E-RYT500, Lic. Ac., Founder, Summers School of Yin Yoga
I lead workshops, trainings, and retreats throughout the United States and Europe. I offer an unique perspective to the practice and education of Yin Yoga, in that I am a practicing acupuncturist of 15 years and a dedicated dharma practitioner for 20 years.
Yin Yoga is an inherently meditative approach to yoga that focuses on the connective tissues of the body. It helps to stimulate the energy flow of the meridians, which is a fundamental concept in acupuncture as well. Having an understanding of acupuncture, Yin Yoga and the dharma helps me add depth to my students’ practice.
Trainings and Retreats
I founded the Summers School of Yin Yoga (Yoga Alliance Registered) which offers 200-hour and 300-hour Certifications Yin Yoga Teacher Training, including the following modules:
- Foundations Module (50 hours)
- Mindfulness Module (50 hours)
- Traditional Chinese Meridian (TCM) Module (50 hours)
- Yang Yoga Module (50 hours)
- Practicum Module (30 hours)
- The Retreat (70 hours)
For more on this training please visit: www.yinyogaschool.com
In addition to my workshops and trainings, I offer silent meditation retreats. Here’s a list of all my upcoming retreats.
I also teach within 200-hour and 500-hours advanced yoga studies programs in the United States and Europe. Please contact me if you are interested in including any of my modules in your training curriculum.
I produce a podcast called, “Everyday Sublime: Shedding Light on Yin Yoga and Meditation” as a way to illuminate the theory and practice of Yin Yoga, Chinese Medicine, and meditation as three interwoven tools for apprehending the Everyday Sublime. You can find the podcast in Apple Podcasts, Spotify, Stitcher, Google Play, and all the other major podcast apps.
In my latest book, “The Power of Mindfulness: Mindfulness Meditation Training in Sport” (2018, Springer International Publishing), my co-author Amy Baltzell and I demonstrate how a clear understanding of mindfulness can help athletes optimize sport performance.
Before that, I was a featured author in “Mindfulness and Performance” (2016, Cambridge University Press), a collection about how performers, coaches, and athletes can use mindfulness to achieve peak performance and improve personal well-being. This book was based on an innovative course called “Mindfulness and Performance,” which I co-designed and co-teach in the School of Education at Boston University.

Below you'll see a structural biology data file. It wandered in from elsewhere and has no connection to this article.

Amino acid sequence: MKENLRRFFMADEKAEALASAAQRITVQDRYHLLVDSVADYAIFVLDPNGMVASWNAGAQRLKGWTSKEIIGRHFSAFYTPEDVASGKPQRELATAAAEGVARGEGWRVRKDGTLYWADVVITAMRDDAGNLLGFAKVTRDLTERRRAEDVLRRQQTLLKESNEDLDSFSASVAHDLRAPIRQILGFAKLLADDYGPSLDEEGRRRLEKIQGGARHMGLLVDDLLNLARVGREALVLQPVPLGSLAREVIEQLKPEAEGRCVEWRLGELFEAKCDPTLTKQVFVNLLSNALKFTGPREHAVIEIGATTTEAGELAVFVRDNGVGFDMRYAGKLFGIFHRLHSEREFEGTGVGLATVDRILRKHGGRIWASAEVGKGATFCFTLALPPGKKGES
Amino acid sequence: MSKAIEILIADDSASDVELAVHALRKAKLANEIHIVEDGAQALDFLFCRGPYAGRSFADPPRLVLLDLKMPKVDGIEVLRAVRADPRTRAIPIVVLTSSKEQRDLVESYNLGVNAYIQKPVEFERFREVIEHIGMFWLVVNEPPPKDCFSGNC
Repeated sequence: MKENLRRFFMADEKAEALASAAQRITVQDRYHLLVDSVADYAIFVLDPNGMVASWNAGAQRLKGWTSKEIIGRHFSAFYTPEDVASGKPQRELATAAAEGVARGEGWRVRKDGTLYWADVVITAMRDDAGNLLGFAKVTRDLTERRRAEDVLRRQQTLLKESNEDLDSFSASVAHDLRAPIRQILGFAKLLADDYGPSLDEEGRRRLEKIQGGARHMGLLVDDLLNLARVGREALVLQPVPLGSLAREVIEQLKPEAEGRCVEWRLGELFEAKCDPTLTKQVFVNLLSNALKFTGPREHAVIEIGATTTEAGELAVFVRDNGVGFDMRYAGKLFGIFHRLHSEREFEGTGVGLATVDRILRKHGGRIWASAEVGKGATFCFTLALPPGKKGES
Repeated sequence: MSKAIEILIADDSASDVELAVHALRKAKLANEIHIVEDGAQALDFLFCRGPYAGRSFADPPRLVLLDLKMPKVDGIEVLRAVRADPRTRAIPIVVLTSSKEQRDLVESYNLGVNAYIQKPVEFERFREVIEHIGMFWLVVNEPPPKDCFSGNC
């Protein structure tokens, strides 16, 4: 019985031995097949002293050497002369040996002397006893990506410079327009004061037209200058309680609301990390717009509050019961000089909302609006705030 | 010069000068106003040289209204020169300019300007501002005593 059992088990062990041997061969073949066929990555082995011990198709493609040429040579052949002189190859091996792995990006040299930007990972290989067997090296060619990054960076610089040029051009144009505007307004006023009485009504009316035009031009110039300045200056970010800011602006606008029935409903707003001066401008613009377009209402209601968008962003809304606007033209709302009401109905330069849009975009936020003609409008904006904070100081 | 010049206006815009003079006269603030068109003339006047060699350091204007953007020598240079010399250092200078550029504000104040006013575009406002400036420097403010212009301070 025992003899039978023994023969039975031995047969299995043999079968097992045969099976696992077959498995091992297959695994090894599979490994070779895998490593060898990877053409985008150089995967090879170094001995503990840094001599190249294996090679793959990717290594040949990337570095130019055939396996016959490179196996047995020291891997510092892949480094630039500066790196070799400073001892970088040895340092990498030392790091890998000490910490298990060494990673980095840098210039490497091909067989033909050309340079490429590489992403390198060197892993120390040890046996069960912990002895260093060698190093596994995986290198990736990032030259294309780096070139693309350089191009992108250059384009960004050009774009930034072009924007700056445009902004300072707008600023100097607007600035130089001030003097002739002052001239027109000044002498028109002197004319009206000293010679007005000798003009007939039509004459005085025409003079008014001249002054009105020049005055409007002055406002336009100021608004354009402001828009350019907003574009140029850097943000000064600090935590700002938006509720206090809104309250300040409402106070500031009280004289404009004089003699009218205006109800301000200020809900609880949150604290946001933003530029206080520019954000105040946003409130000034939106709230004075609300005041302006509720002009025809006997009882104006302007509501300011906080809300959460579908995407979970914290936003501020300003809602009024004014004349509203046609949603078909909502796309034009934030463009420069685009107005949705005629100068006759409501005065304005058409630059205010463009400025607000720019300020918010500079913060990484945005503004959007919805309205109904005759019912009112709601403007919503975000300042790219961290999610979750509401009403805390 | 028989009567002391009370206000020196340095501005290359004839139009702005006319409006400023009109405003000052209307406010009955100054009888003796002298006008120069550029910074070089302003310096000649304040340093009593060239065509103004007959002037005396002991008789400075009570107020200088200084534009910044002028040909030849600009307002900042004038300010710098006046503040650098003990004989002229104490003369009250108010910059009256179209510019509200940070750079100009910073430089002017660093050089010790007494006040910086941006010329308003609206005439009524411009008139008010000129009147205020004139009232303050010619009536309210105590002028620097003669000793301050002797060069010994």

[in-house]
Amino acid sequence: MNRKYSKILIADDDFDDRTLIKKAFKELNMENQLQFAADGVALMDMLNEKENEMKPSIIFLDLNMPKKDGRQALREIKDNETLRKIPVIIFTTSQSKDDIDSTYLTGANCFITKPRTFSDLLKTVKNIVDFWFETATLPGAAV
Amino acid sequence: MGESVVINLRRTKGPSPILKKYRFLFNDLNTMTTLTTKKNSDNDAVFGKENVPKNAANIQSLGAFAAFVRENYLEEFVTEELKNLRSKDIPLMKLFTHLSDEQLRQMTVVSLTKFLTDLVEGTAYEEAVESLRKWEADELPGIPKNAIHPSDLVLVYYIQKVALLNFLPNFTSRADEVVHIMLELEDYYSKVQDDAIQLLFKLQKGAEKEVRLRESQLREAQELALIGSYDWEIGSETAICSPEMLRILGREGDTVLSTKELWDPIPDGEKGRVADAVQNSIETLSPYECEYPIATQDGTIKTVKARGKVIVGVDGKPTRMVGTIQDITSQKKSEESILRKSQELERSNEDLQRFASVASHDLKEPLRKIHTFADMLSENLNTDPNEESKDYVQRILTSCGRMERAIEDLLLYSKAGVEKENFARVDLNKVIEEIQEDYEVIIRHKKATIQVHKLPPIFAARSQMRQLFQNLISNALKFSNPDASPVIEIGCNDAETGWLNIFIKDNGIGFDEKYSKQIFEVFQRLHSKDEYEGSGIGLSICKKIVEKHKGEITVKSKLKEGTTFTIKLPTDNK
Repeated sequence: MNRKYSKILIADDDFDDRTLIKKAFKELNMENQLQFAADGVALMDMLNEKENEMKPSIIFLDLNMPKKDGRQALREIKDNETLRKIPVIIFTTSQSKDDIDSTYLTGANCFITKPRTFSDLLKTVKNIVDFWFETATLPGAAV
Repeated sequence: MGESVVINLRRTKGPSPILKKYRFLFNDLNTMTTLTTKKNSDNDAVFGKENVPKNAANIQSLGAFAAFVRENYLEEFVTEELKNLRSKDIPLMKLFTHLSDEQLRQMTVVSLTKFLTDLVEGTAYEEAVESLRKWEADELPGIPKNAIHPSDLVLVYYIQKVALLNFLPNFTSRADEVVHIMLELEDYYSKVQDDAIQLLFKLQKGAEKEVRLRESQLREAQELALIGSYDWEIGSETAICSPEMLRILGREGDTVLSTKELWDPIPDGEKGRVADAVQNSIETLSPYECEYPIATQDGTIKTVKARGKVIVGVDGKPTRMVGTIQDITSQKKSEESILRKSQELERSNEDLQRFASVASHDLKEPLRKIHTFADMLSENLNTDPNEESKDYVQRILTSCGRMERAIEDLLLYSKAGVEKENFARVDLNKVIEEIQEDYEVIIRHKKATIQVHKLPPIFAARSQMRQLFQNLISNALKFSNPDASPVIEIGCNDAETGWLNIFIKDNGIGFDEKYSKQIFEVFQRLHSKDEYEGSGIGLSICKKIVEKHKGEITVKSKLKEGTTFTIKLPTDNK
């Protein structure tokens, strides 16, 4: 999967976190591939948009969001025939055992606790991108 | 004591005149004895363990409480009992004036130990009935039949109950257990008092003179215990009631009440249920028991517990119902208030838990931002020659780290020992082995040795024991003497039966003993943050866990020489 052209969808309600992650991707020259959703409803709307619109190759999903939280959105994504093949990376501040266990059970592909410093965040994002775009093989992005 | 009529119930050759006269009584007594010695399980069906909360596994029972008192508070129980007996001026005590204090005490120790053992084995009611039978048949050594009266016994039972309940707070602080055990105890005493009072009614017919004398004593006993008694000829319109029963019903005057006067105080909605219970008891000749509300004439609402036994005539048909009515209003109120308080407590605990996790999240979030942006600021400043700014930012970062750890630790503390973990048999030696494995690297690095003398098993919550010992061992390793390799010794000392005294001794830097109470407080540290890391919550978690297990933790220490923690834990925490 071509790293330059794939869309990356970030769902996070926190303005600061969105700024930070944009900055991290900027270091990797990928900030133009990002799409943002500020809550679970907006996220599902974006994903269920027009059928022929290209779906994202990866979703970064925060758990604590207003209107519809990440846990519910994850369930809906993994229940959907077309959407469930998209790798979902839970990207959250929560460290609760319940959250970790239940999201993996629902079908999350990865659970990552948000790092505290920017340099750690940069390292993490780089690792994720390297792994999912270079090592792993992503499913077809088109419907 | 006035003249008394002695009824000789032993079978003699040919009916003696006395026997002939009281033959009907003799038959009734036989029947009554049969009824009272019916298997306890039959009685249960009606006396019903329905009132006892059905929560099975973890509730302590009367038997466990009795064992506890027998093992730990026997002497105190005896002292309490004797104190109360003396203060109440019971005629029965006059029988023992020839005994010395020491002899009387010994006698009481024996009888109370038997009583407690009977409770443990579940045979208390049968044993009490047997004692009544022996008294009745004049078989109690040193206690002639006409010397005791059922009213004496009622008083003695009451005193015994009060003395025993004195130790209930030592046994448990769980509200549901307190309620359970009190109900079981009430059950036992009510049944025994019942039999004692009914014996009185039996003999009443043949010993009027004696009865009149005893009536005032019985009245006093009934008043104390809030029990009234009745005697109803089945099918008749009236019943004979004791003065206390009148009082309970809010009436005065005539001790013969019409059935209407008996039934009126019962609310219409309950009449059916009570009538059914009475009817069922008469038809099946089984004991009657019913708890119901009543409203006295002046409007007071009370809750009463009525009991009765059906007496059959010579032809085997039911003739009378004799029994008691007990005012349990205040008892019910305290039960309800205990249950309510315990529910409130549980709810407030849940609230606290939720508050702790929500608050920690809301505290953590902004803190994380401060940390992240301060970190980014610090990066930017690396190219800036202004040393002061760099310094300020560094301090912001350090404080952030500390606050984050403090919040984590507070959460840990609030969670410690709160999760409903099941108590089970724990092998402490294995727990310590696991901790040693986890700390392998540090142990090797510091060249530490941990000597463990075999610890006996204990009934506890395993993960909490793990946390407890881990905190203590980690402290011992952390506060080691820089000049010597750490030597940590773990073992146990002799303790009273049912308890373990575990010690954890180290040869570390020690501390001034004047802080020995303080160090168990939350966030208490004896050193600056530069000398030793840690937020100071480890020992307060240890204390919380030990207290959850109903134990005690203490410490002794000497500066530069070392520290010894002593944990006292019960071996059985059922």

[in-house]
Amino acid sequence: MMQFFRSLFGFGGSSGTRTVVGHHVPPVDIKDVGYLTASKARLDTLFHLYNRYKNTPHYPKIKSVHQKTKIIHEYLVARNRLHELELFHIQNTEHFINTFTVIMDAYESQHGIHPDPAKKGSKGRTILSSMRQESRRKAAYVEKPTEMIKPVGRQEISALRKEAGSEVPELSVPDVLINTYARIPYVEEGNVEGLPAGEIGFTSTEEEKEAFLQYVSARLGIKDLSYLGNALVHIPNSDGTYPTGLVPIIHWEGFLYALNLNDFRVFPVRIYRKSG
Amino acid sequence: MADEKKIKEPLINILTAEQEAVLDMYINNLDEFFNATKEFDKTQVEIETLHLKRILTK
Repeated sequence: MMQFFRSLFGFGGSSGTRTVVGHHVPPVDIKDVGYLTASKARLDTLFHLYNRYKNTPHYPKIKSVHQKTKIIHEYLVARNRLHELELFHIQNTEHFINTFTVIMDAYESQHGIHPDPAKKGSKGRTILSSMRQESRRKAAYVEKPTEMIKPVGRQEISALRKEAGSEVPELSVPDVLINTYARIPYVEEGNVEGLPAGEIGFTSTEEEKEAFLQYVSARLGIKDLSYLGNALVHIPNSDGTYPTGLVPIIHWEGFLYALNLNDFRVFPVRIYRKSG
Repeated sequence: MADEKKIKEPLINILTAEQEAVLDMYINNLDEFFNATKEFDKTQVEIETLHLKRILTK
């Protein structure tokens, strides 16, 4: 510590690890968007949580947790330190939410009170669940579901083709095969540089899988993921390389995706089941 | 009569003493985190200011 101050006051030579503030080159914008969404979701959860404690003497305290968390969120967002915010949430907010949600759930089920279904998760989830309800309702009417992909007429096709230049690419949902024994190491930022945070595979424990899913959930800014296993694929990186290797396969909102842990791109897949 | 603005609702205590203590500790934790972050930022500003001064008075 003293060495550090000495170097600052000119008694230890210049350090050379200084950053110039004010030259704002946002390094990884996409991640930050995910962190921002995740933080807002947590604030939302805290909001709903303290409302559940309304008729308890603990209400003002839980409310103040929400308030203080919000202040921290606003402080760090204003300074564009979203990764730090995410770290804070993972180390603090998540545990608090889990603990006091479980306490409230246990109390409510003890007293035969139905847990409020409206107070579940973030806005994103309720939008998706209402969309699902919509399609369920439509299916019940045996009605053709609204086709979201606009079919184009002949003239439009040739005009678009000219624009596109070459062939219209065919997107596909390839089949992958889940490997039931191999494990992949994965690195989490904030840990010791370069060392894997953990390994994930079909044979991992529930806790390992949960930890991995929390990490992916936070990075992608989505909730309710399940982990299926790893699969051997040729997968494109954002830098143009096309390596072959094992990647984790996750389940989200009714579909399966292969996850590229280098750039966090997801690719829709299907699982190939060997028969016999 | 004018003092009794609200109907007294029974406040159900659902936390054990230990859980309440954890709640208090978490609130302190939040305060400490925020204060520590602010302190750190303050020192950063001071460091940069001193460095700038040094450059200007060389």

I also co-authored “The Buddha’s Playbook: Strategies for Enlightened Living” (2011) with Michael Brooks, about practicing a set of simple techniques to make the habit of meditation practice real and relevant.
On the Web
In partnership with Yoga Journal, I produced an online course called, “Yin Yoga 101: The Benefits of Slowing Down.” This 6-week course is an in-depth exploration of the theory and practice of Yin Yoga, delving into the physical, energetic, and meditative aspects of Yin Yoga.
I conduct featured dialogues on meditation and spirituality for MeaningofLife.tv, produced by Robert Wright’s Nonzero Foundation, a nonprofit organization that aims to spread knowledge and diverse perspectives.
I also blog about mindfulness in what I call my Minute of Mindfulness here on my own site.
I first learned Yin Yoga from Paul Grilley, and trained to teach Yin Yoga with Sarah Powers. My meditation training has been primarily in the Theravada Buddhist lineages, studying with Rodney Smith, the late Sayadaw U Pandita, and Ajahn Amaro.
I received my Masters in Oriental Medicine (MaOM) from the New England School of Acupuncture in Newton, MA. My degree was a dual focus on Chinese Herbology and Japanese styles of acupuncture. After school, I continued my studies with the Japanese Master, Kiiko Matsumoto, and specialize in fertility, musculoskeletal disorders and endocrine imbalances.
I began studying Iyengar yoga in the early nineties with James Murphy in New York City. Since then, I have spent several years in India, Taiwan, and Burma where I studied both yoga and meditation.
As my interest in Buddhist meditation developed, so too did my interest in more contemplative forms of yoga practice. With a professional background in Oriental Medicine and a personal passion for the dharma, I fell in love with Yin Yoga as a beautiful synthesis of the two.
When I’m not practicing, teaching, or writing, you’ll find me out walking my dog, reading crime thrillers (preferably British or Irish), and playing my saxophone.
In the Summers School of Yin Yoga, we share an ethical commitment to fostering safe and inclusive practice environments for all students. We believe that safe and appropriate boundaries are a vital precondition for the cultivation of sensitivity, kindness, and compassion.
In service of this commitment and in solidarity with the victims of abuse, we will distance ourselves from teachers, studios, and organizations that are not aligned with the heart of these precepts.
To quote the great jazz trumpeter, Clark Terry, jazz improvisation is a process of “imitation, assimilation, and innovation.” I’m committed, as a practitioner and as a teacher, to a creative process of continuous learning, re-evaluation, and evolution.